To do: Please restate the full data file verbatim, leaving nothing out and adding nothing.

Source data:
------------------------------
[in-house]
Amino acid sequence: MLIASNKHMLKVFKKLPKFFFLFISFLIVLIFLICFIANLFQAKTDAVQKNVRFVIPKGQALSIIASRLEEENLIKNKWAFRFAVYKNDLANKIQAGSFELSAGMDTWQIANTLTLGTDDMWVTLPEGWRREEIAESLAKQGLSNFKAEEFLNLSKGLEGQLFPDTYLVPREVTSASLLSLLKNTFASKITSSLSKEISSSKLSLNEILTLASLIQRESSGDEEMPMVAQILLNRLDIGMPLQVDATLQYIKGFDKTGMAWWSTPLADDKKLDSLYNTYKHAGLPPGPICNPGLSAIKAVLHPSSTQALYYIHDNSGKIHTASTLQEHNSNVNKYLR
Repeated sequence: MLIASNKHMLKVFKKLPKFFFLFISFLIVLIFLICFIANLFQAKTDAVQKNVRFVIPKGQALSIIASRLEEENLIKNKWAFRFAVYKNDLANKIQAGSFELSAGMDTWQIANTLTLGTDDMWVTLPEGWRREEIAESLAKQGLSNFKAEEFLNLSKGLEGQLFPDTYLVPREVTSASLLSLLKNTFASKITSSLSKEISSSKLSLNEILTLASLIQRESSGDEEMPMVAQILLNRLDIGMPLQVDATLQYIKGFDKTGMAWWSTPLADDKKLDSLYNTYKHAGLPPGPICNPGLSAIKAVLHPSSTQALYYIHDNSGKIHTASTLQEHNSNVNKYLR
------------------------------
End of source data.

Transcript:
[in-house]
Amino acid sequence: MLIASNKHMLKVFKKLPKFFFLFISFLIVLIFLICFIANLFQAKTDAVQKNVRFVIPKGQALSIIASRLEEENLIKNKWAFRFAVYKNDLANKIQAGSFELSAGMDTWQIANTLTLGTDDMWVTLPEGWRREEIAESLAKQGLSNFKAEEFLNLSKGLEGQLFPDTYLVPREVTSASLLSLLKNTFASKITSSLSKEISSSKLSLNEILTLASLIQRESSGDEEMPMVAQILLNRLDIGMPLQVDATLQYIKGFDKTGMAWWSTPLADDKKLDSLYNTYKHAGLPPGPICNPGLSAIKAVLHPSSTQALYYIHDNSGKIHTASTLQEHNSNVNKYLR
Repeated sequence: MLIASNKHMLKVFKKLPKFFFLFISFLIVLIFLICFIANLFQAKTDAVQKNVRFVIPKGQALSIIASRLEEENLIKNKWAFRFAVYKNDLANKIQAGSFELSAGMDTWQIANTLTLGTDDMWVTLPEGWRREEIAESLAKQGLSNFKAEEFLNLSKGLEGQLFPDTYLVPREVTSASLLSLLKNTFASKITSSLSKEISSSKLSLNEILTLASLIQRESSGDEEMPMVAQILLNRLDIGMPLQVDATLQYIKGFDKTGMAWWSTPLADDKKLDSLYNTYKHAGLPPGPICNPGLSAIKAVLHPSSTQALYYIHDNSGKIHTASTLQEHNSNVNKYLR